final reviews recap
Monday and Wednesday were final reviews of the 201 studios. Since I wasn't in a studio this semester, working only on thesis prep and a few other classes, I had the luxury of wandering around and absorbing the spectrum of studio activity that took place this fall.
I ended up staying with Ron Rael's Border studio almost the entire time. It was a captivating conversation, and kudos to the jurors for staying until nearly 8pm to see it through. So often a good jury will disintegrate as time begins to run over and good projects still await.
Here's but a taste of things on display:
Nicholas de Monchaux's studio, in the lobby:
Mark Anderson's studio:
Peter Testa's studio (reviewed on Monday)
At the end of the reviews, Mark Anderson called everyone together for a recap of the semester and to raise some questions and thoughts about the state of architectural design at Berkeley. Oh and of course we had wine and cheese, otherwise all of the students would have collapsed from exhaustion.
I was pleased to hear a lot of passionate and provocative questions from my fellow students, both about their work and their hopes for the future of the school. We talked a lot about the collaborative nature of studios, and one person raised a really good point that collaboration vs. competition is a false dichotomy. As collaborative as our studios are, there's a healthy dose of competition as well.
It always seems that a school's strengths are also its weaknesses. I raised the issue that many students here are wishing for more connectivity within the discourse, and I suggested that some of that leadership weight should fall on the professors. It is my belief that the multivalence of Berkeley studios is only successful as a whole if we can clearly identify how the various ideological strands relate to one another. This requires some effort, perhaps a lot of effort, and students should be involved as well. It seems necessary that the burden of leadership be dispersed as a central figure with a strong ideology might rob some of the intellectual freedom that Berkeley enjoys.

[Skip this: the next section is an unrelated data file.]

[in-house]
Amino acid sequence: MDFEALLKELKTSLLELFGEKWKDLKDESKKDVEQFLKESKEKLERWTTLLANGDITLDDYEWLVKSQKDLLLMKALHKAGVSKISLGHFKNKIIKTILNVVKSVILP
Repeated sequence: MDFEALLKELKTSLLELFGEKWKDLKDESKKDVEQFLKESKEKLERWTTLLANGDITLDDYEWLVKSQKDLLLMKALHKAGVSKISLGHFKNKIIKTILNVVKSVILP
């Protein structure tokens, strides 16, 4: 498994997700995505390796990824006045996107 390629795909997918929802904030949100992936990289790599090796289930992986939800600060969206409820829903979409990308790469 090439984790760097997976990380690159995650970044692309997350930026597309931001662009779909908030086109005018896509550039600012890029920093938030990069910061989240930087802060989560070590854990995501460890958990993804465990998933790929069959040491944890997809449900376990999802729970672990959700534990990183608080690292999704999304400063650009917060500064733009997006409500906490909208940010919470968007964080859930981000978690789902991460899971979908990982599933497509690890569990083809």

We can still maintain the design breadth which is a strength at Berkeley; all I'm asking is for more effort to connect to the outside. And I don't accept the lazy argument that we are West coast and so we can't connect with what's going on in the East. This is the internet age, people. Besides, there's already been excellent efforts by Rene Davids linking in with South America, Renee Chow in China, Nicholas de Monchaux in Venice, others in India, and more.
There's also a new journal that some students here are putting out, which deserves its own entry, so stay tuned for that.
It's clear to me that Berkeley is in a transition period, choosing a new dean of the CED hopefully soon as well as a new chair of the department of architecture. It is my belief that this period of transition, this deterritorialized moment, is in fact a fruitful time for design work. As we search for an identity I think we, as students, are working harder than last year in an effort to forge this identity. Studios are competing, we are pushing to expand digital resources, and a new wave of faculty is beginning to get a foothold.